The Economist ran an interesting article in late February concerning the British anthropologist and evolutionary psychologist Robin Dunbar's hypothesis about primate neocortex size and Facebook.
Dunbar's hypothesis years ago was that
“the cognitive power of the brain limits the size of the social network that an individual of any given species can develop. Extrapolating from the brain sizes and social networks of apes, Dr Dunbar suggested that the size of the human brain allows stable networks of about 148. Rounded to 150, this has become famous as “the Dunbar number”. Many institutions, from neolithic villages to the maniples of the Roman army, seem to be organised around the Dunbar number. Because everybody knows everybody else, such groups can run with a minimum of bureaucracy.”Dunbar’s hypothesis is not without its critics, including among other anthropologists. But recently The Economist teamed up with the in-house sociologist at social networking website Facebook, with its trove of data, to crunch some numbers and see if light could be shed on the validity of Dunbar’s idea.
Their findings as detailed in The Economist’s article tend to confirm Dunbar’s hypothesis. The average number of “friends” in a Facebook network is around 120, and women tend to have somewhat more “friends” than men (although some Facebook members’ networks are far larger, of course. For the record: mine isn’t, and I seem to be somewhat under-endowed in the network size department. Ahem.).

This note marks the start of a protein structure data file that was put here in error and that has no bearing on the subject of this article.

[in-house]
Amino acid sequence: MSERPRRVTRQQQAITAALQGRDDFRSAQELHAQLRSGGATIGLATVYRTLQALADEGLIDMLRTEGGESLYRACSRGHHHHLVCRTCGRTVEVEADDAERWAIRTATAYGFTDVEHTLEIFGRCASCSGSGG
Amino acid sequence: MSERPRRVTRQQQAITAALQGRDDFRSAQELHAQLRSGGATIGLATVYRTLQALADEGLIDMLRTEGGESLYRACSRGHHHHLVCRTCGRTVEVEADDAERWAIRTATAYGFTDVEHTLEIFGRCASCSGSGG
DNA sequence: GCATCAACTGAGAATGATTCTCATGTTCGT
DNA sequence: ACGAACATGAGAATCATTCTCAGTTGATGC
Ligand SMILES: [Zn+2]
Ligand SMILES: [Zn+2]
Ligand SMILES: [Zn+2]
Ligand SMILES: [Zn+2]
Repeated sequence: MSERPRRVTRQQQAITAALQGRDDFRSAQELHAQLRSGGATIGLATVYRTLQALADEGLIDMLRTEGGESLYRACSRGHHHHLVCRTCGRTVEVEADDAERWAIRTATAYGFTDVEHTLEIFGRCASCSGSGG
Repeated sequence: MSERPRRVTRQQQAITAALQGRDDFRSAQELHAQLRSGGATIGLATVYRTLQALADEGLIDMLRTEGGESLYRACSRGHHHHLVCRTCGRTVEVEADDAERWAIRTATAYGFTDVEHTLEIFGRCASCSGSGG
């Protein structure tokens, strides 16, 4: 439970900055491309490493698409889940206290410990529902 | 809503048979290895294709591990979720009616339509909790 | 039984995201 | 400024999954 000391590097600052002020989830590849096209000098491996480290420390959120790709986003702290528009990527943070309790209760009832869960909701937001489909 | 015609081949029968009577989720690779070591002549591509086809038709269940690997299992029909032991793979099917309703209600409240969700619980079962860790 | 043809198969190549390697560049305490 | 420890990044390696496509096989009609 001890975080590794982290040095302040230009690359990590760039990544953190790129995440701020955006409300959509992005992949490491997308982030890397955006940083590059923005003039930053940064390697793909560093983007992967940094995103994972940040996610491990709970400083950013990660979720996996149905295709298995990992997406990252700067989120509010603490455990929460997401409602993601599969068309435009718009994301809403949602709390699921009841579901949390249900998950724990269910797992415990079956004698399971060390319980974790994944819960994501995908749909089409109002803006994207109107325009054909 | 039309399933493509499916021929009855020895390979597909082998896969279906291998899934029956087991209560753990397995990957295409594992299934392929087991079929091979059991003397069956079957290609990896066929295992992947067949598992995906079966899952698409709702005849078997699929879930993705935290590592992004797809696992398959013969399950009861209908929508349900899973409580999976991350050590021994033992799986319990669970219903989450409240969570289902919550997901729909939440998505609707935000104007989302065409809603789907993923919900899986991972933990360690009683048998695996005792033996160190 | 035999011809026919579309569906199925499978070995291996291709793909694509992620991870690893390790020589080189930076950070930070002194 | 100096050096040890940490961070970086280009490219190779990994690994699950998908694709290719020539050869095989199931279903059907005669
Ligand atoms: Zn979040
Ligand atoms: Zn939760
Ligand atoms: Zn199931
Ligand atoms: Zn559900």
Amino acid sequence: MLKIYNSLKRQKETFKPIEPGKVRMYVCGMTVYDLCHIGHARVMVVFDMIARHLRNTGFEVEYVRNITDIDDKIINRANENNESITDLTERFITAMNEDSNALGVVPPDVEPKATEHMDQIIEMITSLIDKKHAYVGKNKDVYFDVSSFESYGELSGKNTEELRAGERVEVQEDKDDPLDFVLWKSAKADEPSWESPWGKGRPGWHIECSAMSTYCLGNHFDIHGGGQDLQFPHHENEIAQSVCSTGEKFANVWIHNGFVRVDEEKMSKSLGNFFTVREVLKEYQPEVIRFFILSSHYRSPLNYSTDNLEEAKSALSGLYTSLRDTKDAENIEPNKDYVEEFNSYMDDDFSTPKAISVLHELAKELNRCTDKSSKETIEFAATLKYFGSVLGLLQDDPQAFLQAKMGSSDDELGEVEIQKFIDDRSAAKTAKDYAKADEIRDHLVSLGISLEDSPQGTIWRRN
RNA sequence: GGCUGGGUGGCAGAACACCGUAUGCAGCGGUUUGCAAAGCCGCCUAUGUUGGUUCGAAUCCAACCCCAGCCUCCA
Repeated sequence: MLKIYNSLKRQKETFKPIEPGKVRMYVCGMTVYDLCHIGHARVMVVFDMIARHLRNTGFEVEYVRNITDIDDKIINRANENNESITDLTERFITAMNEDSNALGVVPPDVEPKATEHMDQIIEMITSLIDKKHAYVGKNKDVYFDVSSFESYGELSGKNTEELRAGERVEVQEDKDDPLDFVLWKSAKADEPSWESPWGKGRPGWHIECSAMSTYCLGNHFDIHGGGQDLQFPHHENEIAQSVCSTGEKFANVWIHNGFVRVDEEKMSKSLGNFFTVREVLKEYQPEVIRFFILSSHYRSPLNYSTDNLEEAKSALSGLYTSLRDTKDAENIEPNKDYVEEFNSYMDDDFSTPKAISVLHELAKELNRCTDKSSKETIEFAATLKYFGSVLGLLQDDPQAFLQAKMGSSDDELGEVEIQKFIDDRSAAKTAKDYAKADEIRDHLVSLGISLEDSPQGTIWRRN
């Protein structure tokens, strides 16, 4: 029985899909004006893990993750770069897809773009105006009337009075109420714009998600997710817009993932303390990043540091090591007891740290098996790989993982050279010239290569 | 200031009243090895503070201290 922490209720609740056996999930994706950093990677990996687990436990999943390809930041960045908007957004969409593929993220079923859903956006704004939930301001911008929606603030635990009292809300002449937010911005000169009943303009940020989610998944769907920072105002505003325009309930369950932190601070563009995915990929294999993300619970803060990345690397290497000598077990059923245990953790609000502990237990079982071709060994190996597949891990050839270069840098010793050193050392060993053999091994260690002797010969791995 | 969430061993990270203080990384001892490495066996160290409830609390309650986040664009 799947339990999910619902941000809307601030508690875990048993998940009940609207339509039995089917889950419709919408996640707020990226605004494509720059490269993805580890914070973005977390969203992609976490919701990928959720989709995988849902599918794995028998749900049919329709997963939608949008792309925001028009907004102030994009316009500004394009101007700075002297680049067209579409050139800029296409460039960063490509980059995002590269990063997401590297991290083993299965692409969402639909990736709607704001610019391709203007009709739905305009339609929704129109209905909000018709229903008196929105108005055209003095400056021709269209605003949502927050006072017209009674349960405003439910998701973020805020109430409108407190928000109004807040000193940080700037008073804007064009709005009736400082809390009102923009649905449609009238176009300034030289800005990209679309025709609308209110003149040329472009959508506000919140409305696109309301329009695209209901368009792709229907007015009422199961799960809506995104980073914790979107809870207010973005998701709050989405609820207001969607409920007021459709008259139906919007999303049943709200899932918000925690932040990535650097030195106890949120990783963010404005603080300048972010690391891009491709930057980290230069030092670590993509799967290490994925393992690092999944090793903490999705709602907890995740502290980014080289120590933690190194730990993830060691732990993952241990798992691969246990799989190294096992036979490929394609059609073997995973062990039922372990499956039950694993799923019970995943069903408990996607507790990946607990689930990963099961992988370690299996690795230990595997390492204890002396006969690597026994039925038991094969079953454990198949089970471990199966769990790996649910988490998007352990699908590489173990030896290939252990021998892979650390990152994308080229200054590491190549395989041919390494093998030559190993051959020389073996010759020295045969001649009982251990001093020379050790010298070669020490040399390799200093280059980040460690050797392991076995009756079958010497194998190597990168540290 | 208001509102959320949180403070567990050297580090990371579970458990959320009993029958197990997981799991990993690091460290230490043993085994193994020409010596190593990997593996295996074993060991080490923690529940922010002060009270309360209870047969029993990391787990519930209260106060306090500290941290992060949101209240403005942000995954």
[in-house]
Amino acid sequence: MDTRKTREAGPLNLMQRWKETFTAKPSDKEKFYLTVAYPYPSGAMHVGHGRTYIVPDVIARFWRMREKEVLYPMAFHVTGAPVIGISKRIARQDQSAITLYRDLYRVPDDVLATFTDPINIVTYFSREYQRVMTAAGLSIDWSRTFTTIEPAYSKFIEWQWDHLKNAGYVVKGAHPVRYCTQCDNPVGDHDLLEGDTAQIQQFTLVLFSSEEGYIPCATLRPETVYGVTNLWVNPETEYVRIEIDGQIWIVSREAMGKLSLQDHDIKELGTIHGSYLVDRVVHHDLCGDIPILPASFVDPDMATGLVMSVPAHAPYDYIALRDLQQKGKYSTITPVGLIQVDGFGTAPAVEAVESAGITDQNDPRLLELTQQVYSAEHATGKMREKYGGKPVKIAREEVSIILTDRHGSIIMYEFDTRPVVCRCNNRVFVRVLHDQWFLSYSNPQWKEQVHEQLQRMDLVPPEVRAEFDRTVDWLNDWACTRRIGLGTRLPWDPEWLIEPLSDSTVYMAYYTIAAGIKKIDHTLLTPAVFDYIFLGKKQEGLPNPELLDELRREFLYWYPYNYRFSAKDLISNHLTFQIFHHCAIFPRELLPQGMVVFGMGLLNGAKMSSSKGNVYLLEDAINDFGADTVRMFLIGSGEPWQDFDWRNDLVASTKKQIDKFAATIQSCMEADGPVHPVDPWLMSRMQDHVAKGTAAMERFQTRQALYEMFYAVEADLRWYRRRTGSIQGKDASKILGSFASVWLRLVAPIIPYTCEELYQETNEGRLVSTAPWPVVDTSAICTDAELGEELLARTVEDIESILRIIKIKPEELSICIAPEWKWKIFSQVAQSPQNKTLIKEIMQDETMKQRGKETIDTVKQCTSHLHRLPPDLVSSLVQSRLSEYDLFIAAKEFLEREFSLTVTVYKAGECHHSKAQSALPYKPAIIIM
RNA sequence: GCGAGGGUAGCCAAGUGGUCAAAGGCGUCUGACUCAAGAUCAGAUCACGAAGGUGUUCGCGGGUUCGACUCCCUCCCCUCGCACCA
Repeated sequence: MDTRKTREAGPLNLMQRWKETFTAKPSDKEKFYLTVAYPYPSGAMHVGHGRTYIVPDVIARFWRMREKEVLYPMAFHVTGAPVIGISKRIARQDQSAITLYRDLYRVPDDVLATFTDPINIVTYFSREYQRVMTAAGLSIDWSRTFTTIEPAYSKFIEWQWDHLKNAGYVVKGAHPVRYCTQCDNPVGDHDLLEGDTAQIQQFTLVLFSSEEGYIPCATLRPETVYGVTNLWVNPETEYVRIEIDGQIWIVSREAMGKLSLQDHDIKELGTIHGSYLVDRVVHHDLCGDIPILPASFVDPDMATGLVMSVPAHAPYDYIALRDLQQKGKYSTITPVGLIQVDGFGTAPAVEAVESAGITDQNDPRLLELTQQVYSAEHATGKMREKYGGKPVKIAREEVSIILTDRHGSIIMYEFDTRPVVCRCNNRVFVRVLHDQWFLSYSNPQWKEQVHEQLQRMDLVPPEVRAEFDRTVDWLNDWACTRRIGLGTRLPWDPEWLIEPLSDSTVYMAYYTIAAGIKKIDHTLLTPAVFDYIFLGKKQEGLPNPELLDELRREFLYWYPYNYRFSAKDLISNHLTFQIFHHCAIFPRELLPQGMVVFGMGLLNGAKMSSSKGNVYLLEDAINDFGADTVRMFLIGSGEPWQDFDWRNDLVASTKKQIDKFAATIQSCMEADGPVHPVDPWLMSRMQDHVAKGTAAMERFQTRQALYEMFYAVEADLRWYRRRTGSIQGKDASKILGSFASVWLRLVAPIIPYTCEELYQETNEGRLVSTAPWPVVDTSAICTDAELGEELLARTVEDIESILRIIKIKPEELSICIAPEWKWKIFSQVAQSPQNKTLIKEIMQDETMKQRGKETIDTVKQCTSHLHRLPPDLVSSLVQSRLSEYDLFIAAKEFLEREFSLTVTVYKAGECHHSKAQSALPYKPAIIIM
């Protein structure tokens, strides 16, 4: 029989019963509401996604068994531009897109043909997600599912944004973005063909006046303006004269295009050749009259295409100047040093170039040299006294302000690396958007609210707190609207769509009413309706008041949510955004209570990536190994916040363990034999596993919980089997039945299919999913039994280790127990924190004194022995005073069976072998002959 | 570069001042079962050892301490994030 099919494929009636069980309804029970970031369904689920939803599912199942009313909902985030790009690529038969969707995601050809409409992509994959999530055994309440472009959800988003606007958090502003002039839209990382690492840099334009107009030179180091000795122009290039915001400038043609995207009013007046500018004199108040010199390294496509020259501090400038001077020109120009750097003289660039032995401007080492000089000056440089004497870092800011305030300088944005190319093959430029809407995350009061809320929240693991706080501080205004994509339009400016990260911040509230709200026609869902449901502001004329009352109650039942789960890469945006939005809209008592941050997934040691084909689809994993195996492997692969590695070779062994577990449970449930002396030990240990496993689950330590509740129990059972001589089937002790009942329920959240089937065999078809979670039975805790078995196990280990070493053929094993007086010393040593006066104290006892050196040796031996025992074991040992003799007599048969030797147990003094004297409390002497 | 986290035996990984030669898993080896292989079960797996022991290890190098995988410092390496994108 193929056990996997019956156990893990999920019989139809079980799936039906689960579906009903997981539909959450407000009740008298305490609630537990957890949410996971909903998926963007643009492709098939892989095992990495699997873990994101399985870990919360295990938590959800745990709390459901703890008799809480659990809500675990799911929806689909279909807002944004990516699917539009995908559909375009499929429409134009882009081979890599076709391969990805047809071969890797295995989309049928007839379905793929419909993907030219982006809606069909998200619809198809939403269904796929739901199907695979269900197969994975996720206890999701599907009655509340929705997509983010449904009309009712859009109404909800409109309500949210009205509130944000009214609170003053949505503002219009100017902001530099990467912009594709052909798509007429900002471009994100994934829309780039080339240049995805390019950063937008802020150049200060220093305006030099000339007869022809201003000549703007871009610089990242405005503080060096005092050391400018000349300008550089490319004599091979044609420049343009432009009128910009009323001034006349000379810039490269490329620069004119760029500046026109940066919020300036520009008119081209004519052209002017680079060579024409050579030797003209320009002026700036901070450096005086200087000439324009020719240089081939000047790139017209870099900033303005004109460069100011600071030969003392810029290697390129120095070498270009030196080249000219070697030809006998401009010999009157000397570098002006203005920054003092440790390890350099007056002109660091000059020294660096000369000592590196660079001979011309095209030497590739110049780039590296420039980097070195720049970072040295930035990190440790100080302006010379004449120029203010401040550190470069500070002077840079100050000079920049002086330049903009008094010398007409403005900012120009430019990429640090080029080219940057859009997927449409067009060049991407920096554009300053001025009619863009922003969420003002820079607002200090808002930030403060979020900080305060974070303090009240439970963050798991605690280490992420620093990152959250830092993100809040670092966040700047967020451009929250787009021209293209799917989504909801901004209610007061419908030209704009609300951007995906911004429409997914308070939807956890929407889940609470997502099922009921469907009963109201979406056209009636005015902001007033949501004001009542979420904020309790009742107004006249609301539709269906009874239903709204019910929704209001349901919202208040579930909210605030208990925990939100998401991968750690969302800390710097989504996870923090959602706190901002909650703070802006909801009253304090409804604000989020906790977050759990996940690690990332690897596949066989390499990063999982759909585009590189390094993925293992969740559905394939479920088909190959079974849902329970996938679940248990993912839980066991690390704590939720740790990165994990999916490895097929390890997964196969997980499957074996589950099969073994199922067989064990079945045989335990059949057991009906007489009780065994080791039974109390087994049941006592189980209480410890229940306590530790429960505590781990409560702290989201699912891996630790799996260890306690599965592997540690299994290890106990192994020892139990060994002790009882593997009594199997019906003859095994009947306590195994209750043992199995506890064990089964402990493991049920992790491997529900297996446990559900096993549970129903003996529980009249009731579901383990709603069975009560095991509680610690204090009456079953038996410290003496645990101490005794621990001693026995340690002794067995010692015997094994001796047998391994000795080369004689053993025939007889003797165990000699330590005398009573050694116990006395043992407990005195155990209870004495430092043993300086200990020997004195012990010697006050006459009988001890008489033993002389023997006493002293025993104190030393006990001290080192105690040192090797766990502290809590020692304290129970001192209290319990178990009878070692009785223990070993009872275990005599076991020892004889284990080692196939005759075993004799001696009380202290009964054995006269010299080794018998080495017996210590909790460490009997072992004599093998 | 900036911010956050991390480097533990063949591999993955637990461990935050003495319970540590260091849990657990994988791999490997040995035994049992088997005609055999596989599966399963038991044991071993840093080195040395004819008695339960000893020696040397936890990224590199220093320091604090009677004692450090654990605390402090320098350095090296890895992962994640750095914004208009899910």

Strikingly, “the number of people on an individual’s friend list with whom he (or she) frequently interacts is remarkably small and stable. The more “active” or intimate the interaction, the smaller and more stable the group.”
This would seem to equate with my own experience of Facebook; phrased another way: Facebook involves a lot of superficial social contact, but isn’t a good way to improve trust with “friends” I don’t know well already – my most active interactions are with people I already know well.
For this and many other reasons, I’m a reluctant and somewhat ambivalent Facebook user, and have long suspected another point in The Economist article, that, on the whole:
“people who are members of online social networks are not so much “networking” as they are “broadcasting their lives to an outer tier of acquaintances who aren’t necessarily inside the Dunbar circle,” says Lee Rainie, the director of the Pew Internet & American Life Project, a polling organisation. Humans may be advertising themselves more efficiently. But they still have the same small circles of intimacy as ever.”Dunbar’s hypothesis was also of interest to me because previously on the Disarmament as Humanitarian Action project we’d observed that a lot of activity on the margins of negotiations seems to be as much about “social grooming” – that is, informal trust building – than about the direct exchange of information. Dunbar’s work provided a number of interesting ideas we explored in our last two volumes of work (see column at left).